If you feel like camping at N’Dhala Gorge, there is a small campground at the carpark. The only facility here is a drop toilet. Make sure you book before you head out as there is no internet or phone reception at N’Dhala Gorge.
At N’Dhala Gorge you’ll find an amazing outdoor gallery with thousands of ancient petroglyphs (rock carvings). Some of the carvings were scratched into the rock, others were “pecked”.
There is a walking trail for around 1.5km from the carpark. You will come across a sign saying “End of Marked Trail” however, the trail does continue, and there are even more petroglyphs to be found. What we really loved about this area, is there were very few signs pointing out the artwork – it was like a treasure hunt trying to find them!
If you have a 4×4 and plenty of time, you may like to head further afield and visit Artlunga Historical Reserve, the site of Central Australia’s first town. Prospectors rushed here in the 1880s with the promise of gold. You’ll find historic buildings and remains of the town at Artlunga.
Further on you’ll find the Ruby Gap Nature Park, where “rubies” were found in the river. These were later discovered to be simply garnets. There is a campground and walking trails here.
Watch our East MacDonnell Ranges Video
Click HERE to watch our East Macs travel vlog from our visit in June/July 2022.
Essential Information for East MacDonnell Ranges
Driving in the East MacDonnell Ranges
The distance from Alice Springs to the Trephina Gorge is less than 100km, and the road is sealed most of the way. The last couple of km to the gorge itself and the campsite is along a gravel road. This road was a little corrugated when we went, however, we saw other campers in regular 2wd sedans.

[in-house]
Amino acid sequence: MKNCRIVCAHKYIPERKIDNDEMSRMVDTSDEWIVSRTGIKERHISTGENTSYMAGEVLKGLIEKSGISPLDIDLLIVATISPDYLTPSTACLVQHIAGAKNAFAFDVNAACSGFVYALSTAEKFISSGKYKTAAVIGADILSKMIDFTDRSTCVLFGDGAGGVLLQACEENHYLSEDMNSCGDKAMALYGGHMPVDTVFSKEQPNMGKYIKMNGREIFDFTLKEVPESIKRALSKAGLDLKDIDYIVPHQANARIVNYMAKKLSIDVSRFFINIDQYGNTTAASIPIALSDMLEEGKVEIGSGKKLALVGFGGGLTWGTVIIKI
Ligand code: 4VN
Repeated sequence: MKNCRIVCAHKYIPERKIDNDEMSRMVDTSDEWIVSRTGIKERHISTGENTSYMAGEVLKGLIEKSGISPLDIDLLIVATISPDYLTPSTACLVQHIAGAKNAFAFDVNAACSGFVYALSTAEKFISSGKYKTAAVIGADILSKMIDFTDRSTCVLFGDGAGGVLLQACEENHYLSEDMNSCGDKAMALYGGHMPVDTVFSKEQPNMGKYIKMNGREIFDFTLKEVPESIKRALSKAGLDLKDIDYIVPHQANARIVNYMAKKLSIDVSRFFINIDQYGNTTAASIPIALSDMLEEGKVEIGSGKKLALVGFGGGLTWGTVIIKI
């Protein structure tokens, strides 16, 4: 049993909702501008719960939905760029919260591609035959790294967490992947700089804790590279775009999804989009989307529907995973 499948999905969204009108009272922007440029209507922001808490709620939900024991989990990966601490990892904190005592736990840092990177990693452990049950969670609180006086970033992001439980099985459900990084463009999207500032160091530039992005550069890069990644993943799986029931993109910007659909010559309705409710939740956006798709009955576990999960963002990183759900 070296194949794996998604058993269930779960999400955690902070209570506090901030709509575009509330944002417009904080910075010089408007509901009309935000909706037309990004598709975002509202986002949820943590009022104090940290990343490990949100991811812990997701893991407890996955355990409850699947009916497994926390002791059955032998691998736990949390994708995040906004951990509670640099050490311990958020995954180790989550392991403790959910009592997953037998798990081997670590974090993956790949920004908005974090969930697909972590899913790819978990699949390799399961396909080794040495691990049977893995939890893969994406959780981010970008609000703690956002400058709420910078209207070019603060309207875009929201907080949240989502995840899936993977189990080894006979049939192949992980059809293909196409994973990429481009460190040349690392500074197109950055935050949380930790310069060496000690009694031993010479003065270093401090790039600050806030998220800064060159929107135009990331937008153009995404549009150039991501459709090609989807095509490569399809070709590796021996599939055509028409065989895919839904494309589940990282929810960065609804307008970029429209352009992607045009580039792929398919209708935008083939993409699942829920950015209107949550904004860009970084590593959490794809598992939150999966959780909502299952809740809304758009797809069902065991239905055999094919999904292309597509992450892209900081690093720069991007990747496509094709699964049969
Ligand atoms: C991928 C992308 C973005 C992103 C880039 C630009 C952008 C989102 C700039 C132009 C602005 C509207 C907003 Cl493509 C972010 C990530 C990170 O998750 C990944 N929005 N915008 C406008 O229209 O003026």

The sealed road continues to Ross River Resort, but beyond it’s only recommended for high-clearance 4×4 vehicles. We can attest that the road to N’Dhala Gorge was definitely rough in places.
There is untreated water available at the Trephina Gorge campsite – its recommended to boil before using for drinking.
Phone and Internet Coverage
There is no phone or internet coverage in the East MacDonnell Ranges, other than at the Ross River Resort (Optus only). The Resort also has roaming wi-fi for guests.
We did get some (Telstra) signal at Turner’s Lookout on the Ridge Top Walk, but that’s a long way to walk to check your Instagram!
Do you need a 4×4 to visit the East MacDonnell Ranges?
The road from Alice Springs through the East Macs to Ross River Resort is sealed. The 5km access road to Trephina Gorge is gravel, but accessible to 2wd vehicles.
A 4×4 is recommended for visiting John Hayes Rockhole, and destinations further afield than Ross River Resort (N’Dhala Gorge, Artlunga and Ruby Gorge)
Do you need a permit to visit the East MacDonnell Ranges?
Yes. From 3 April 2023, a valid NT Parks Permit is required to visit the East Macs (Trephina Gorge Nature Park and N’Dhala Nature Park). The pass is $10 per day or $60 for an annual pass (price is for one adult). There are also concession and family passes available. You can buy your pass online at the NT Parks Booking website
How many days do you need in the East Macs?
We initially went to the East Macs for 2 nights, and extended our stay for another three! It’s such a beautiful area, the walks are excellent and the campsite is so peaceful. If you have plenty of time, we recommend spending 3 days at Trephina Gorge, and longer if you have a 4×4 to visit N’Dhala Gorge and the places further afield.
Where to next?
If you’re looking for more gorges, gaps and waterholes where you can swim, check out the West MacDonnell Ranges.
If you’re looking for another hidden gem, and have a 4×4, then check out the Finke Gorge and Palm Valley